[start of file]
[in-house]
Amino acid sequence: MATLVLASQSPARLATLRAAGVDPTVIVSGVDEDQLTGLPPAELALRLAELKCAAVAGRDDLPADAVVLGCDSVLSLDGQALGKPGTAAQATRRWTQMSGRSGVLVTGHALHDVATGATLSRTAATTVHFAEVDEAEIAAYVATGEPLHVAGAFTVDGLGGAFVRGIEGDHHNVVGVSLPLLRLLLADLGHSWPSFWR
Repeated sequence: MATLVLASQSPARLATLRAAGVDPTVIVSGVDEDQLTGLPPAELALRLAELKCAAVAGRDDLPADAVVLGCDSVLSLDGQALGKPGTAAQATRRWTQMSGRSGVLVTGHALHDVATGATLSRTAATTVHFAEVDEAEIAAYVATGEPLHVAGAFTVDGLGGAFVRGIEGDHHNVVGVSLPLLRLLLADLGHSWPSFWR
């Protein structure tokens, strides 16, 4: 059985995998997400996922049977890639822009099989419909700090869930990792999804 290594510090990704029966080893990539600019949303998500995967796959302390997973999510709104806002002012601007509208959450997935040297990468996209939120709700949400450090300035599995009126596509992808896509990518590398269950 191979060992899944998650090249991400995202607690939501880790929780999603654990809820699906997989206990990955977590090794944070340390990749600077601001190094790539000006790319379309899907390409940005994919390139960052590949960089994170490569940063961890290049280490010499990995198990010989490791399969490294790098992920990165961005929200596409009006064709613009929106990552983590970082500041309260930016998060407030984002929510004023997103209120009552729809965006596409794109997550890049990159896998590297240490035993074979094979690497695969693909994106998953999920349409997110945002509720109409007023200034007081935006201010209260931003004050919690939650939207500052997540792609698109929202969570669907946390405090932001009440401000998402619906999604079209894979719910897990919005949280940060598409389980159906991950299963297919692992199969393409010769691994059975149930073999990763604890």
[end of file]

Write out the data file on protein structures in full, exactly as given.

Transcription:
[in-house]
Amino acid sequence: MATLVLASQSPARLATLRAAGVDPTVIVSGVDEDQLTGLPPAELALRLAELKCAAVAGRDDLPADAVVLGCDSVLSLDGQALGKPGTAAQATRRWTQMSGRSGVLVTGHALHDVATGATLSRTAATTVHFAEVDEAEIAAYVATGEPLHVAGAFTVDGLGGAFVRGIEGDHHNVVGVSLPLLRLLLADLGHSWPSFWR
Repeated sequence: MATLVLASQSPARLATLRAAGVDPTVIVSGVDEDQLTGLPPAELALRLAELKCAAVAGRDDLPADAVVLGCDSVLSLDGQALGKPGTAAQATRRWTQMSGRSGVLVTGHALHDVATGATLSRTAATTVHFAEVDEAEIAAYVATGEPLHVAGAFTVDGLGGAFVRGIEGDHHNVVGVSLPLLRLLLADLGHSWPSFWR
């Protein structure tokens, strides 16, 4: 059985995998997400996922049977890639822009099989419909700090869930990792999804 290594510090990704029966080893990539600019949303998500995967796959302390997973999510709104806002002012601007509208959450997935040297990468996209939120709700949400450090300035599995009126596509992808896509990518590398269950 191979060992899944998650090249991400995202607690939501880790929780999603654990809820699906997989206990990955977590090794944070340390990749600077601001190094790539000006790319379309899907390409940005994919390139960052590949960089994170490569940063961890290049280490010499990995198990010989490791399969490294790098992920990165961005929200596409009006064709613009929106990552983590970082500041309260930016998060407030984002929510004023997103209120009552729809965006596409794109997550890049990159896998590297240490035993074979094979690497695969693909994106998953999920349409997110945002509720109409007023200034007081935006201010209260931003004050919690939650939207500052997540792609698109929202969570669907946390405090932001009440401000998402619906999604079209894979719910897990919005949280940060598409389980159906991950299963297919692992199969393409010769691994059975149930073999990763604890």